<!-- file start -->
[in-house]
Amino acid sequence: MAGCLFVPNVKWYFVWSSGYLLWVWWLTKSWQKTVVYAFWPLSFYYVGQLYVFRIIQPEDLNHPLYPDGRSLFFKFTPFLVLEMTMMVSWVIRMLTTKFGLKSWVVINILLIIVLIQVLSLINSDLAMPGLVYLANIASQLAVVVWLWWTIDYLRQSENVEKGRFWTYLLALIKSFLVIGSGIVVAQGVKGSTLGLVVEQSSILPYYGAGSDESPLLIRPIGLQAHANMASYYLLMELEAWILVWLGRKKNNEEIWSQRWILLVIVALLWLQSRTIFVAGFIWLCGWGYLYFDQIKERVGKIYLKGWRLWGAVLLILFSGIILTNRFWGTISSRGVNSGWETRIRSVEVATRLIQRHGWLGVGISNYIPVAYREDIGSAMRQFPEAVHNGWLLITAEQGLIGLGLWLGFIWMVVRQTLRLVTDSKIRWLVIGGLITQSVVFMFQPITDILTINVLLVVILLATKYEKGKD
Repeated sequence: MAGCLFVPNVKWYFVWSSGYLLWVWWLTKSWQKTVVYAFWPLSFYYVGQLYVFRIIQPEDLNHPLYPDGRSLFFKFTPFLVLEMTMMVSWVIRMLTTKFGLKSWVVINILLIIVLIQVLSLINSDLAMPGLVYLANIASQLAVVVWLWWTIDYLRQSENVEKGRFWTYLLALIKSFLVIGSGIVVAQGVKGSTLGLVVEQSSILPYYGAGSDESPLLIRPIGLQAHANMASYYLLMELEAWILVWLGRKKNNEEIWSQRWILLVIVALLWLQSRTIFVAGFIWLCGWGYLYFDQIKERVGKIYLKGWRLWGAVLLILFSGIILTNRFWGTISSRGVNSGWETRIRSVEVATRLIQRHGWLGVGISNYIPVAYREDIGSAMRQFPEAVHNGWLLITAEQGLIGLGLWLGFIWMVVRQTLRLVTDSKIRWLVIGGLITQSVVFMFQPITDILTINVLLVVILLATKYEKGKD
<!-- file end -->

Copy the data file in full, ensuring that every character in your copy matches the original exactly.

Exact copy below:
[in-house]
Amino acid sequence: MAGCLFVPNVKWYFVWSSGYLLWVWWLTKSWQKTVVYAFWPLSFYYVGQLYVFRIIQPEDLNHPLYPDGRSLFFKFTPFLVLEMTMMVSWVIRMLTTKFGLKSWVVINILLIIVLIQVLSLINSDLAMPGLVYLANIASQLAVVVWLWWTIDYLRQSENVEKGRFWTYLLALIKSFLVIGSGIVVAQGVKGSTLGLVVEQSSILPYYGAGSDESPLLIRPIGLQAHANMASYYLLMELEAWILVWLGRKKNNEEIWSQRWILLVIVALLWLQSRTIFVAGFIWLCGWGYLYFDQIKERVGKIYLKGWRLWGAVLLILFSGIILTNRFWGTISSRGVNSGWETRIRSVEVATRLIQRHGWLGVGISNYIPVAYREDIGSAMRQFPEAVHNGWLLITAEQGLIGLGLWLGFIWMVVRQTLRLVTDSKIRWLVIGGLITQSVVFMFQPITDILTINVLLVVILLATKYEKGKD
Repeated sequence: MAGCLFVPNVKWYFVWSSGYLLWVWWLTKSWQKTVVYAFWPLSFYYVGQLYVFRIIQPEDLNHPLYPDGRSLFFKFTPFLVLEMTMMVSWVIRMLTTKFGLKSWVVINILLIIVLIQVLSLINSDLAMPGLVYLANIASQLAVVVWLWWTIDYLRQSENVEKGRFWTYLLALIKSFLVIGSGIVVAQGVKGSTLGLVVEQSSILPYYGAGSDESPLLIRPIGLQAHANMASYYLLMELEAWILVWLGRKKNNEEIWSQRWILLVIVALLWLQSRTIFVAGFIWLCGWGYLYFDQIKERVGKIYLKGWRLWGAVLLILFSGIILTNRFWGTISSRGVNSGWETRIRSVEVATRLIQRHGWLGVGISNYIPVAYREDIGSAMRQFPEAVHNGWLLITAEQGLIGLGLWLGFIWMVVRQTLRLVTDSKIRWLVIGGLITQSVVFMFQPITDILTINVLLVVILLATKYEKGKD